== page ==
An opinion is not a fake pair of trainers but…

Our current discussion shows that ambiguity in matters relating to liability is socially and economically unacceptable both with regard to individuals and online platforms. However, the debate surrounding Germany’s Network Enforcement Law also illustrates the complexities involved in finding a solution. In the realm of freedom of expression, it is particularly important that we exercise caution. An opinion is not a fake pair of trainers, that is, it is not something easily identifiable according to certain brand characteristics. An opinion is also not a data file; it is not something that can be identified using a form of fingerprinting. In fact, there is much more at stake here, namely the preservation of our peaceful coexistence with one another.

If our goal is to de-escalate the current atmosphere, the first step would be for all participants in the digital sphere to fundamentally acknowledge responsibility for their online activities and behaviour. We must precisely define and delineate the legal rights and obligations of all participants so everyone has a clear idea what they’re getting into and which role they play online. This would, of course, extend to issues of licensing which is the financial lifeline of the media and creative industries.

The world’s largest music platform still calls itself “technically neutral” – really?!

For example, it seems that YouTube – a service used for free by more than one billion users, and a body that analyses, curates and essentially participates in making content uploaded to its site available – continues to call itself a “technically neutral” platform. This status is based on a very old set of rules that allows such services to circumvent what would otherwise be an obligation to acquire regular licences.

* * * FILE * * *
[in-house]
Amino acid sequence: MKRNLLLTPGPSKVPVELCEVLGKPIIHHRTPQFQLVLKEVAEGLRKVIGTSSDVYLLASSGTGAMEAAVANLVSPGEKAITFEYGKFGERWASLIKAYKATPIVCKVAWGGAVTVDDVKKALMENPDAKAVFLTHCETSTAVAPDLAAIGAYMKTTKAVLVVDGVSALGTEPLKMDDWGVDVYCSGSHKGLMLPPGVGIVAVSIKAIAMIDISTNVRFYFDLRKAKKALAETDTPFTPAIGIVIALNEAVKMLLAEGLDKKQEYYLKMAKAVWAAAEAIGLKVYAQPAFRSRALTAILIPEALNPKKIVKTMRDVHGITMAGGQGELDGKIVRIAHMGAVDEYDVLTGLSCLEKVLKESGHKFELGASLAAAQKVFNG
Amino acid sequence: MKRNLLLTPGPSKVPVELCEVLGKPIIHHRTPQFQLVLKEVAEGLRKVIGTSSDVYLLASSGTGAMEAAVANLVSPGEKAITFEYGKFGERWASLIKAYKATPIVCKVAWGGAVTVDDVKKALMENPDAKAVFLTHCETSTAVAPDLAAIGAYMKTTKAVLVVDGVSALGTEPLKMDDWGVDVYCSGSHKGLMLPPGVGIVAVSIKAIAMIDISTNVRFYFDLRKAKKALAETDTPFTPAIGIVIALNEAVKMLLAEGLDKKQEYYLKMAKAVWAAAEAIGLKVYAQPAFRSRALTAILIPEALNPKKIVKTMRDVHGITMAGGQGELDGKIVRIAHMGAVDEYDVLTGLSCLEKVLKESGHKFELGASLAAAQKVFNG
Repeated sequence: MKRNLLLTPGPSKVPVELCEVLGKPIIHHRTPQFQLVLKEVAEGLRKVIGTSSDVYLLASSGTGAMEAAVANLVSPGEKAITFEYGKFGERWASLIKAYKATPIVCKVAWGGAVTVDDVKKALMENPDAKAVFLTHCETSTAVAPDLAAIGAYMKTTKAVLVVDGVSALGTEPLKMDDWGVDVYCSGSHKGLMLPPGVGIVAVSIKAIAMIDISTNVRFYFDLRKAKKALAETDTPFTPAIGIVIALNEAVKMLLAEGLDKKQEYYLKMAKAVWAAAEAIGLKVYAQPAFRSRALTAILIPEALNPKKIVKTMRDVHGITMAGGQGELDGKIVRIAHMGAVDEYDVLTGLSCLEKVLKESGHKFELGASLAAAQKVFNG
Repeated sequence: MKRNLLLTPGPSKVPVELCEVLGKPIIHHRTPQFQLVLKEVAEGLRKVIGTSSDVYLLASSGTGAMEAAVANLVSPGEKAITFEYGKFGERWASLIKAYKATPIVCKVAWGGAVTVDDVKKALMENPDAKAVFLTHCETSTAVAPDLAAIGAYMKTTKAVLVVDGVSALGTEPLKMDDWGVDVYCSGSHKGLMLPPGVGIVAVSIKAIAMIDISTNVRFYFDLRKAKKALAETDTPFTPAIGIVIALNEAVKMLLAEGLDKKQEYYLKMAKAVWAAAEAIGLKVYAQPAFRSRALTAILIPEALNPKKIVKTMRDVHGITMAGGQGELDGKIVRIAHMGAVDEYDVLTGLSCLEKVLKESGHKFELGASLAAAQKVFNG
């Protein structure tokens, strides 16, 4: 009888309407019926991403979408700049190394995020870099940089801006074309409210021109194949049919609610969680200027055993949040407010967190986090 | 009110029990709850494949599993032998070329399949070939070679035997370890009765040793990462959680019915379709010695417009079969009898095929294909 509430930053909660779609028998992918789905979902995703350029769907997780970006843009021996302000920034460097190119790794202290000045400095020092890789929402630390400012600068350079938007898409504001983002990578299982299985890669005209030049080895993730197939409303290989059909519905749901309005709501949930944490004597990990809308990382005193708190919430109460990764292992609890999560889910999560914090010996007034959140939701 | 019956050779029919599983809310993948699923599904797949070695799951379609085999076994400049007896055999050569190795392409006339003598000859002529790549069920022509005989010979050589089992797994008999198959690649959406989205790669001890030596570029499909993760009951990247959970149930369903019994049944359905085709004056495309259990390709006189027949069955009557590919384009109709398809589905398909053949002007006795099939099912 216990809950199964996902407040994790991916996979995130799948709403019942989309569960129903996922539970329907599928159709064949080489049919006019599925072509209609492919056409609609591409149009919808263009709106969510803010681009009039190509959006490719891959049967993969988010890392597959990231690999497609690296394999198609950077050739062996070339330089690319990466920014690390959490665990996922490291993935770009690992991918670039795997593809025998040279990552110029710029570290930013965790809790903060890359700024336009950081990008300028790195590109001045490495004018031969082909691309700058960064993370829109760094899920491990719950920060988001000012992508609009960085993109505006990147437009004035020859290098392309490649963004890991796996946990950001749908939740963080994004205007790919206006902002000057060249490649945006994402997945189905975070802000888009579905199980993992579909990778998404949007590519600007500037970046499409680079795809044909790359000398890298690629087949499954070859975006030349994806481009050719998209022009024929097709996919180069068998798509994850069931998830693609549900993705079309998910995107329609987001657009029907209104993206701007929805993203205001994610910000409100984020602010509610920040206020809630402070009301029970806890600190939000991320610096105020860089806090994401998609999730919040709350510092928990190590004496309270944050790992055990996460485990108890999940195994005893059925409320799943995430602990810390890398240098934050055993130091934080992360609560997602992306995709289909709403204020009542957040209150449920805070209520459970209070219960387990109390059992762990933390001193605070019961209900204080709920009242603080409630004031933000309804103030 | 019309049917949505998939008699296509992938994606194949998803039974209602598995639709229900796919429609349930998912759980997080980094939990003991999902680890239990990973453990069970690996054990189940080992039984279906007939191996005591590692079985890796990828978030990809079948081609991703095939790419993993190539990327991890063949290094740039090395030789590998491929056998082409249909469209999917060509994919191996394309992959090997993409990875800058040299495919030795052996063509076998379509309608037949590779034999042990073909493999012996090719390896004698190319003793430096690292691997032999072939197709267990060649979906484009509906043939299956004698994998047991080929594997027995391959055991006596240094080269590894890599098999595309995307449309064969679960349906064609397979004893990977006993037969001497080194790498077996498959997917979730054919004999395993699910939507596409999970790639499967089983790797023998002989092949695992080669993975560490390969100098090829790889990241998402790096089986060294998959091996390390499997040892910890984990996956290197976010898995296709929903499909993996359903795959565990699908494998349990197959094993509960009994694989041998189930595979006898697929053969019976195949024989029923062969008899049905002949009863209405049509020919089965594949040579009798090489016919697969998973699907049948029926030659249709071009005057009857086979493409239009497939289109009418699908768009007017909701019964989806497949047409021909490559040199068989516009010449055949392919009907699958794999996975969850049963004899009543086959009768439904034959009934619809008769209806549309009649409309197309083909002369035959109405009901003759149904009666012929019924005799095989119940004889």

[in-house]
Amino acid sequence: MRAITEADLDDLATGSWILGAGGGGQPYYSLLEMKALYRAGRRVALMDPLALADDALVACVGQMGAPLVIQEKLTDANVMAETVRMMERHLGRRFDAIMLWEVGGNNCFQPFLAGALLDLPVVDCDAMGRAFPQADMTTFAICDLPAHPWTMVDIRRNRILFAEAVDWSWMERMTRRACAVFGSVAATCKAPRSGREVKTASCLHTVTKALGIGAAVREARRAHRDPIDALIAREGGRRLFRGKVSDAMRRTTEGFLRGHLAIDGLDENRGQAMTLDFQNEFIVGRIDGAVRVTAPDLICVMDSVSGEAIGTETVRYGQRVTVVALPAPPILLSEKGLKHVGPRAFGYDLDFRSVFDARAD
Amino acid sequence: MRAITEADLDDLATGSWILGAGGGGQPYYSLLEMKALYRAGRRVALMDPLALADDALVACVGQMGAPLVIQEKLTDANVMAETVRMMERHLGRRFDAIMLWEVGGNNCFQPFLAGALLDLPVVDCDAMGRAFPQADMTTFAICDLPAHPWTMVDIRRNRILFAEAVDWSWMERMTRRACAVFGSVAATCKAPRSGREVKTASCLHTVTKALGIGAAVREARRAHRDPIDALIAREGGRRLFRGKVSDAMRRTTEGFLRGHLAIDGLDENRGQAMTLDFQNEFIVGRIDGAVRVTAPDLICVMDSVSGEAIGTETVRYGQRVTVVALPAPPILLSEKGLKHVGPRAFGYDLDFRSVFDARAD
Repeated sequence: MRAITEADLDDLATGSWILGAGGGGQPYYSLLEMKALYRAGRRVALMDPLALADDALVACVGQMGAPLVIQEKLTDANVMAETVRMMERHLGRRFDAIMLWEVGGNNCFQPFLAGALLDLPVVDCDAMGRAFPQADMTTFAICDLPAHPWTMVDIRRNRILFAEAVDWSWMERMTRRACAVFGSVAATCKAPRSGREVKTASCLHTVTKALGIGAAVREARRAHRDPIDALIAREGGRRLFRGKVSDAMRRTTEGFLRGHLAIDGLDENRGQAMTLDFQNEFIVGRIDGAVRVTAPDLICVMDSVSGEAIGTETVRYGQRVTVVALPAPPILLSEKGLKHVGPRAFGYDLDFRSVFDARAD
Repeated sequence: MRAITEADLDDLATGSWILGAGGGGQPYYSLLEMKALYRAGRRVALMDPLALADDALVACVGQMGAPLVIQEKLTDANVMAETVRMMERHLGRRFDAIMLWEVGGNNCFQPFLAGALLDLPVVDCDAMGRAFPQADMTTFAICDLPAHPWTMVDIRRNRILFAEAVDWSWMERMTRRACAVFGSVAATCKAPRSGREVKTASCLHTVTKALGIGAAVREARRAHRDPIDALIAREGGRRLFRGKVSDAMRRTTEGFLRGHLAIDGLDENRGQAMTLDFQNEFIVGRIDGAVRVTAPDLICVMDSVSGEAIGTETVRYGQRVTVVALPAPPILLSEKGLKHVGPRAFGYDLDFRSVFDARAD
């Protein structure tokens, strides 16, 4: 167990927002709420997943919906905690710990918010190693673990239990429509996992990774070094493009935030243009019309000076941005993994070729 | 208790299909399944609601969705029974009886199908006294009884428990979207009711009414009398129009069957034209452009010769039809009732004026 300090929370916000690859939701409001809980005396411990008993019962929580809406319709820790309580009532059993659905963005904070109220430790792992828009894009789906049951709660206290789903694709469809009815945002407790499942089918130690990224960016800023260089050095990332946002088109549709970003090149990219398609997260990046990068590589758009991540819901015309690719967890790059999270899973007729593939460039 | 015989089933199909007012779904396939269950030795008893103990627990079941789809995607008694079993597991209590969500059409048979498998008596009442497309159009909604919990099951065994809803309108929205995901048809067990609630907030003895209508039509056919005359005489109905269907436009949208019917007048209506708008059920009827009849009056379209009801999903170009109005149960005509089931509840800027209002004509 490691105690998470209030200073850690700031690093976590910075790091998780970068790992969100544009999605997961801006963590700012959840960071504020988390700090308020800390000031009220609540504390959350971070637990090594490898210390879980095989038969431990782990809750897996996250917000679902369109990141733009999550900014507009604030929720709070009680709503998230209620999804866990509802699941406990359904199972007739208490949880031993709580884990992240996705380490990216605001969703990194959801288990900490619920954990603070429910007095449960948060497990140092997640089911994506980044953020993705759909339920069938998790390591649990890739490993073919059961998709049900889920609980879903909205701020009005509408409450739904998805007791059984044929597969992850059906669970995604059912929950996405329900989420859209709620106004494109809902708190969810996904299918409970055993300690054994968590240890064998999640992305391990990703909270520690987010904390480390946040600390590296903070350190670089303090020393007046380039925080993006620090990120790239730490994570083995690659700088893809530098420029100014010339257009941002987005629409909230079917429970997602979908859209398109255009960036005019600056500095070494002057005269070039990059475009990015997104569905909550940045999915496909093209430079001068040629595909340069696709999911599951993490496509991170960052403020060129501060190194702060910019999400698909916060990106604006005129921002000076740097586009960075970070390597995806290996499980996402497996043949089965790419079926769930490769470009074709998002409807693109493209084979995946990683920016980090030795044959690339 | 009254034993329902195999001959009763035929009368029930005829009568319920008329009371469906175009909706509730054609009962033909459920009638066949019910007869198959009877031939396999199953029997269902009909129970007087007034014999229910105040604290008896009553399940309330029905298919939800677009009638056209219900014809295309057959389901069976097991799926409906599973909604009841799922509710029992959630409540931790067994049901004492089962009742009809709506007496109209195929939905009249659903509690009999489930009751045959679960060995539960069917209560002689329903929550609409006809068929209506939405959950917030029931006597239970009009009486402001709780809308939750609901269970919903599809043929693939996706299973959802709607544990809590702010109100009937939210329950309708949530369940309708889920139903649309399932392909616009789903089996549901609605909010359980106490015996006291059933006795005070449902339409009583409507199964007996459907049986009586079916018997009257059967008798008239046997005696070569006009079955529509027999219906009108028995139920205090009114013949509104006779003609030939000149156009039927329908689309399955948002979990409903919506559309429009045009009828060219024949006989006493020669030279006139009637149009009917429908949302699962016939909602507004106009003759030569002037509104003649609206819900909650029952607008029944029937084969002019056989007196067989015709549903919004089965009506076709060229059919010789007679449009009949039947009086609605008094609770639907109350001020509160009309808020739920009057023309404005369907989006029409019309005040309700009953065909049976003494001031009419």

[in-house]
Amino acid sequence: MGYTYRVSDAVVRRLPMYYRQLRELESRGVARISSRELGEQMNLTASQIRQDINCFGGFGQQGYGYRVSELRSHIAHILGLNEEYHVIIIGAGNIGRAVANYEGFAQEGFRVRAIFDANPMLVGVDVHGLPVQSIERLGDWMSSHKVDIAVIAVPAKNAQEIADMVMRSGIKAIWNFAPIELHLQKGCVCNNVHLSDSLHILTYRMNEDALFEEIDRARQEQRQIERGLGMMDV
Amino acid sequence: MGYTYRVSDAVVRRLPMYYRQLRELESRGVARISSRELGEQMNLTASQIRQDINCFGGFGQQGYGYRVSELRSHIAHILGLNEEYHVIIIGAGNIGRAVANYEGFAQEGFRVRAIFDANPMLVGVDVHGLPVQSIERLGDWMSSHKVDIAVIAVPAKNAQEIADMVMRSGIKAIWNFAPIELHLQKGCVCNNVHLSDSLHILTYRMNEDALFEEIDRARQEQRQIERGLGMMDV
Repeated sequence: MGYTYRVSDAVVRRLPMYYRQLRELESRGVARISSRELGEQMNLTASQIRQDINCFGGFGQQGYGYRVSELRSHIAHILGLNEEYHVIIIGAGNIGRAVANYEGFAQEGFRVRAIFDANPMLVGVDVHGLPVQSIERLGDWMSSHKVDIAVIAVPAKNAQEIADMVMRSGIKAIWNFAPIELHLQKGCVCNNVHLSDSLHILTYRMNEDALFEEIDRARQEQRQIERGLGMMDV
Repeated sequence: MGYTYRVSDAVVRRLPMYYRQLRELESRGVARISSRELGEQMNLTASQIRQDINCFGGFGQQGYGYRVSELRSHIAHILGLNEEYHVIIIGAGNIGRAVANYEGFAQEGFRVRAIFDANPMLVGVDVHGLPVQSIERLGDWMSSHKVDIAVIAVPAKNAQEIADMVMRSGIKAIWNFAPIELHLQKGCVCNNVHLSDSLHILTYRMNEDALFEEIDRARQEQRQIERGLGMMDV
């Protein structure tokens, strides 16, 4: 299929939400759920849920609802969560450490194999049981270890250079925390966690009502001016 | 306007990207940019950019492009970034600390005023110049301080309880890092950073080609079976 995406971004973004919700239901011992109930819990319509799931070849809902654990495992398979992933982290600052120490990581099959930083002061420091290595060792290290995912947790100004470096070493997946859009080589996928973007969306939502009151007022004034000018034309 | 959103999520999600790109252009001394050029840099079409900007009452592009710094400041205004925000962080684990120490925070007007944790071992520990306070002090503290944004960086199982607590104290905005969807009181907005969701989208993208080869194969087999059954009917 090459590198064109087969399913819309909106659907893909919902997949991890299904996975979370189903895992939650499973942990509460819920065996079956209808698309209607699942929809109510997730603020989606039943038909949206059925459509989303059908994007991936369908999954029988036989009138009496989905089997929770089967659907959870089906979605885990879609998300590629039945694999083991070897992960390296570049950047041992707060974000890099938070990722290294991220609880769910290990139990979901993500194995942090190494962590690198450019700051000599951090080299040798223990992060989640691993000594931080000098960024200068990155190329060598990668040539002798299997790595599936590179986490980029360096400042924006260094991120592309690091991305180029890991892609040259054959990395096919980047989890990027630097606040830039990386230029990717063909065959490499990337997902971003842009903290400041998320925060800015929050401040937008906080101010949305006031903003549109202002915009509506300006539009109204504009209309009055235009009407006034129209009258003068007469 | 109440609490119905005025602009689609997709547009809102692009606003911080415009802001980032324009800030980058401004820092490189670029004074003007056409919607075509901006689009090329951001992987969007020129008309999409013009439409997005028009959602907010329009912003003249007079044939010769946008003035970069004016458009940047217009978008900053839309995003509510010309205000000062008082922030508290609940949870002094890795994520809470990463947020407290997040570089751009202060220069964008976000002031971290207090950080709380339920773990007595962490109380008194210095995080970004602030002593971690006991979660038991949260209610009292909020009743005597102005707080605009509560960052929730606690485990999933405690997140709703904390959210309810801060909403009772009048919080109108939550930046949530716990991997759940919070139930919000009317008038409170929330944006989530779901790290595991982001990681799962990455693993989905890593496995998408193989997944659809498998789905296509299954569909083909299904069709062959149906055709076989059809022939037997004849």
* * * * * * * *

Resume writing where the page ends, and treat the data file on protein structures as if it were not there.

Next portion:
This creates market distortion – one characterized by a “value gap” to which the music industry has been pointing for years. On the one side, we have user upload services like YouTube, which make content owned by other people available free of charge – and let’s not forget that we are talking about content in whose production these services didn’t invest. On the other side, we have music services such as Spotify, Apple Music, Amazon and Deezer, bodies who must pay the rights holders of regular commercial licences for the use of their music content. Once again, let’s not forget that this is content the entire industry depends upon to refinance its investments in the market – without it the industry would be robbed, sooner or later, of the very basis of its livelihood. This makes it all the more important that we support the approach pursued by the European Commission in the framework of European copyright reform, which seeks to make it clear that certain platforms should be obliged to enter into licensing agreements with creatives and their partners.

Defining and acknowledging responsibility is crucial to ensure digital welfare

If we want to ensure sustainable and balanced growth of the digital content markets, it is essential that we achieve clarity in these matters. This must take place not only at the national level but also at EU internal market level, for example, in the interests of the EU’s Digital Single Market. Any other path will only lead to the erosion of existing laws and, incidentally, to an undesirable pre-eminence of terms and conditions which will not benefit consumers or society at large. It is important to prevent a weakening of the rule of law which should include the ability to prosecute infringements both off and online.

However, this is by no means a suggestion that we should overregulate the digital sphere. Instead, our highest social priority should be to clarify how various participants can be expected to interact with one another online. This should be the concern of all participants in the digital sphere, including platforms, rights holders, consumers, businesses, start-ups and, last but not least, citizens.